Q&A

Perspectives: Is it OK to let kids fail?

By The Understood Team

4 answers

Many kids who learn and think differently face challenges every day. So it can be hard to see them try something and fail, knowing they’ve already experienced other setbacks. 

Is it OK to let kids fail? And what can kids gain from experiencing failure? Here are answers from four Understood experts.

Answer fromKristin J. Carothers, PhD

Experiencing failure helps kids gain valuable life experience. They learn to adapt to stress and push forward when things aren’t easy. Low-stakes activities — like board games or sports — are safe opportunities to learn that failure is a natural part of life. 

To help kids learn from failure, ask them to reflect on what happened and problem-solve for next time. Praise kids if they stay calm in response to the disappointment. And help kids learn how to acknowledge others who may have succeeded in the same situation.

It’s not OK to let kids fail if it could cause danger to their physical or emotional health. Avoid putting kids in situations where the odds are stacked against them. For example, if they haven't had a chance to prepare or if they don’t have the same resources as others to succeed.

Kristin J. Carothers, PhD, is a clinical child psychologist. 

Answer fromBrendan R. Hodnett, MAT

Failing is another stepping stone in the learning process. We can teach kids to embrace their mistakes as a way of improving themselves. Practicing a reflective process of seeing where they went wrong, making changes, and then trying again increases learning. It also builds resilience and perseverance.

Kids learn best from failure when there’s time for feedback and reflection. This sounds time-consuming, but it doesn’t have to be. It could be as simple as a quick discussion of what went wrong and how to fix it next time.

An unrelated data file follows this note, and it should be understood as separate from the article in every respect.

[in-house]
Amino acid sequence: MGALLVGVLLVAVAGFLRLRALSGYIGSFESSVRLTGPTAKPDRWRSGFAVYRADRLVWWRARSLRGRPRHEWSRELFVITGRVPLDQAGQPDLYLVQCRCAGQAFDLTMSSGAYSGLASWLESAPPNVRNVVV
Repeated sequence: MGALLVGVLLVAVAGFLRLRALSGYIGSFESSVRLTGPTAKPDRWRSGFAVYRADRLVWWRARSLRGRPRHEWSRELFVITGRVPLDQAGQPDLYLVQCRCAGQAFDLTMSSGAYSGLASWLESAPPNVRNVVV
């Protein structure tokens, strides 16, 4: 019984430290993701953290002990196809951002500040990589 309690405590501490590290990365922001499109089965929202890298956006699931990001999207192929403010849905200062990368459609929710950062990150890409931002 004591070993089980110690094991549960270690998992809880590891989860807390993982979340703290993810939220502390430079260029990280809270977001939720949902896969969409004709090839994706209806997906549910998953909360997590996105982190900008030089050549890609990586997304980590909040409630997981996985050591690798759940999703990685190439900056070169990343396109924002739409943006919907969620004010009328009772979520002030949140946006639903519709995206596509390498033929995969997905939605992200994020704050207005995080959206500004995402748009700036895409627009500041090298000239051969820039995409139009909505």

Brendan Hodnett, MAT, is a special education teacher. 

Answer fromKelli Johnson, MA

Kids who get the message that it’s OK to fail learn that it’s OK to try. They’re able to enjoy new activities because the stakes aren’t so high. They also learn to solve problems and understand natural consequences. 

It’s important to give kids space to make mistakes and solve problems. But you also need to make judgments about what kids are ready to handle. Make sure they have the tools they need to try and solve the problem on their own.

Kelli Johnson, MA, is an educational speech-language pathologist.

Answer fromMark J. Griffin, PhD

Kids who learn and think differently can gain a lot from failing at something — but only if there’s an opportunity for them to learn from the failure. There has to be a way for them to develop a set of strategies to avoid failure in the future.

A good guideline is to let kids fail when they have a good shot of getting better at problem-solving the next time. This applies to whatever they’re doing — reading, playing a sport, or participating in a club. If kids have no chance of success because of lack of skills or strategies, constant failure only makes things worse.

Mark Griffin, PhD, was the founding headmaster of Eagle Hill School, a school for children with specific learning disabilities.

Learning from failure can build kids’ self-awareness and help them become better self-advocates. But kids may need support to be more willing to take chances and make mistakes.

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    About the author

    The Understood Team is made up of passionate writers and editors. Many of them have kids who learn and think differently.